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WELLINGTON, New Zealand — Fiji’s medical system is showing signs of strain as a coronavirus outbreak grows. The Pacific island nation reported a record 791 new daily cases and three deaths.
The Ministry of Health says that due to the increase in cases, it will no longer test people for the virus in their homes in and around the capital. The ministry has also suspended all pregnancy services in and around Suva until July 26, saying people experiencing pregnancy emergencies or labor should go directly to Colonial War Memorial Hospital.
Fiji has reported 59 deaths from COVID-19 since the outbreak of the delta variant began in April. Home to 940,000 people, Fiji had reported just two COVID-19 deaths before that.
MORE ON THE PANDEMIC:
— Britain hits 30,000 daily virus cases, 1st time since January
— Indonesia faces virus surge, shortages of oxygen
— WHO warns Coronavirus rising in eastern Mediterranean region
— New York City honors essential workers at parade up Canyon of Heroes
HERE’S WHAT ELSE IS HAPPENING:
SEOUL, South Korea — South Korea has reported its biggest daily jump in coronavirus cases since the start of the pandemic as long lines snake around testing stations in the capital, where the virus has accelerated following months of complacency.
The 1,275 new cases announced Thursday marked the second straight day above 1,200 and exceeded the previous one-day record of 1,240 set Christmas Day.
More than 1,000 of the infections were in the greater Seoul area, which is home to half the country’s 51 million people.
The viral surge is a worrisome development in a country where 70% of the people are still waiting for their first vaccine shot.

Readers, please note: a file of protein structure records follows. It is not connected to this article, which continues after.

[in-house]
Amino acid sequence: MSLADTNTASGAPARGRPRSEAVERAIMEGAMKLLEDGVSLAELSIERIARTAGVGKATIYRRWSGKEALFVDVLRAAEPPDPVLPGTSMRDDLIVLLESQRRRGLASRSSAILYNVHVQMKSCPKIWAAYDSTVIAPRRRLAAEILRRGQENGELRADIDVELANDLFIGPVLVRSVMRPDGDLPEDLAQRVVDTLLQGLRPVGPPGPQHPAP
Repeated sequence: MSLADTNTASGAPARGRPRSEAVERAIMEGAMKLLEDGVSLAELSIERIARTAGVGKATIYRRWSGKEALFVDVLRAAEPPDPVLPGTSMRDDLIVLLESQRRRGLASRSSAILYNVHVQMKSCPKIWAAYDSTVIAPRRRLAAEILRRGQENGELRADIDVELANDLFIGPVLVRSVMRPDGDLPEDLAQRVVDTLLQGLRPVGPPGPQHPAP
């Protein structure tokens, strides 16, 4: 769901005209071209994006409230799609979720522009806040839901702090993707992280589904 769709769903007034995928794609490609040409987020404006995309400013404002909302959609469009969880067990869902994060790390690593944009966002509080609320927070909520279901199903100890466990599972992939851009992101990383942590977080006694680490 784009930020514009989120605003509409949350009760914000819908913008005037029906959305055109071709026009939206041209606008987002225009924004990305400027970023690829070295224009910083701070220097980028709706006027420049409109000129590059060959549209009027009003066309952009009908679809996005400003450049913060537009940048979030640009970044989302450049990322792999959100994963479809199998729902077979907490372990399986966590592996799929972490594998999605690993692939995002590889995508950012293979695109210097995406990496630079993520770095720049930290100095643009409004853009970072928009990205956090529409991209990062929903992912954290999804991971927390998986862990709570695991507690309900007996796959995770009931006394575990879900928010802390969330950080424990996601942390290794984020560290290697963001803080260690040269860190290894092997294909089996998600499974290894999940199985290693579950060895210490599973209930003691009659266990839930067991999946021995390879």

The country has struggled to maintain public vigilance with warmer temperatures and months of fatigue luring larger crowds to restaurants, bars and parks.
PORTLAND, Maine — Health officials in Maine say more than half the eligible population is now fully vaccinated against the coronavirus in every county in the state.
Maine has one of the highest vaccination rates in the U.S. More than two-thirds of people age 12 and older are fully vaccinated.
Data from the Maine Department of Health and Human Services show that the state’s highest vaccination rate is in Cumberland County, which is the state’s most populated as home to Portland. The rate there is about 80%.
The county with the lowest rate of eligible people fully vaccinated is Somerset, a mostly rural area where the rate is about 53%. That’s still a higher number than many states.
SACRAMENTO, Calif. — At least nine people who work at the California state Capitol have contracted the coronavirus, triggering a return of the mask mandate for lawmakers and staff.
Masks have been required in public spaces inside the Capitol throughout the pandemic. But fully vaccinated lawmakers and staff had been allowed to remove their masks in their offices.
Four of the new cases at the Capitol are people who were fully vaccinated.
State data shows such cases are rare. The state has confirmed just 8,699 coronavirus infections among the more than 20 million people vaccinated in the state.
SALT LAKE CITY -- Hospital leaders in Utah are renewing their pleas for people to get vaccinated as the state experiences another surge in COVID-19 cases from the faster-spreading delta variant.